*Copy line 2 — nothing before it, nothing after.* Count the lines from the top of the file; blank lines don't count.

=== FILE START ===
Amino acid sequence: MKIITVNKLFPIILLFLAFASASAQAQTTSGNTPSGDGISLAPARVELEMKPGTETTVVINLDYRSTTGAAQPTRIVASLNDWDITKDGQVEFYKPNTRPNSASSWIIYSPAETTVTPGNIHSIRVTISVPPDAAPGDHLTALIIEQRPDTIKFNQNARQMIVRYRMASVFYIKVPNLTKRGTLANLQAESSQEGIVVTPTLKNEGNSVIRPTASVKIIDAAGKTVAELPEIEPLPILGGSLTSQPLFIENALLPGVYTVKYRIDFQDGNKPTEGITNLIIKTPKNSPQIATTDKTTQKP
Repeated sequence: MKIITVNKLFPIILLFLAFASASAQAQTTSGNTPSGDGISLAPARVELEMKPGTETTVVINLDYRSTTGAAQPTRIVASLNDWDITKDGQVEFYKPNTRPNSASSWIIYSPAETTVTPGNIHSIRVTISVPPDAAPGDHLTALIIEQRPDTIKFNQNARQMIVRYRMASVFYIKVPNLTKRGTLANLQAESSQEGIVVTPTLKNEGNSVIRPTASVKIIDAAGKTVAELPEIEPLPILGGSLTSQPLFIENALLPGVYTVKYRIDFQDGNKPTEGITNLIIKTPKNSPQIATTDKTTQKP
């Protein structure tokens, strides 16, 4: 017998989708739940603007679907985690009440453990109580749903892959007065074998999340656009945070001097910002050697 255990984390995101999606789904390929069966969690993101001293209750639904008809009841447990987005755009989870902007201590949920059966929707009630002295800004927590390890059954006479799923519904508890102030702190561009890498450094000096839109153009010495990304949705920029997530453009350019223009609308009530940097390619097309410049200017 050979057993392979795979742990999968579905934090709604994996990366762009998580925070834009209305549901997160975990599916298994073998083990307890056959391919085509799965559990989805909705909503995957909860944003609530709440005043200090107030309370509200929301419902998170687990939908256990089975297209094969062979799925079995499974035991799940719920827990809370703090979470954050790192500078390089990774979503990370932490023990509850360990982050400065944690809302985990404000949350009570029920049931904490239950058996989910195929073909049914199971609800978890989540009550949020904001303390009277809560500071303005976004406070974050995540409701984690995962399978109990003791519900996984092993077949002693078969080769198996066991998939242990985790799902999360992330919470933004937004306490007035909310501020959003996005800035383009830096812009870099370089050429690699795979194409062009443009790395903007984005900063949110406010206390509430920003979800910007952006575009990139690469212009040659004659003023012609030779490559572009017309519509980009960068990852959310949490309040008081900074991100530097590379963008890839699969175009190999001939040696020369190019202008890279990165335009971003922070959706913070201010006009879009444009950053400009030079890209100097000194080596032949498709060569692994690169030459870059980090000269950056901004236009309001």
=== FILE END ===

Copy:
Repeated sequence: MKIITVNKLFPIILLFLAFASASAQAQTTSGNTPSGDGISLAPARVELEMKPGTETTVVINLDYRSTTGAAQPTRIVASLNDWDITKDGQVEFYKPNTRPNSASSWIIYSPAETTVTPGNIHSIRVTISVPPDAAPGDHLTALIIEQRPDTIKFNQNARQMIVRYRMASVFYIKVPNLTKRGTLANLQAESSQEGIVVTPTLKNEGNSVIRPTASVKIIDAAGKTVAELPEIEPLPILGGSLTSQPLFIENALLPGVYTVKYRIDFQDGNKPTEGITNLIIKTPKNSPQIATTDKTTQKP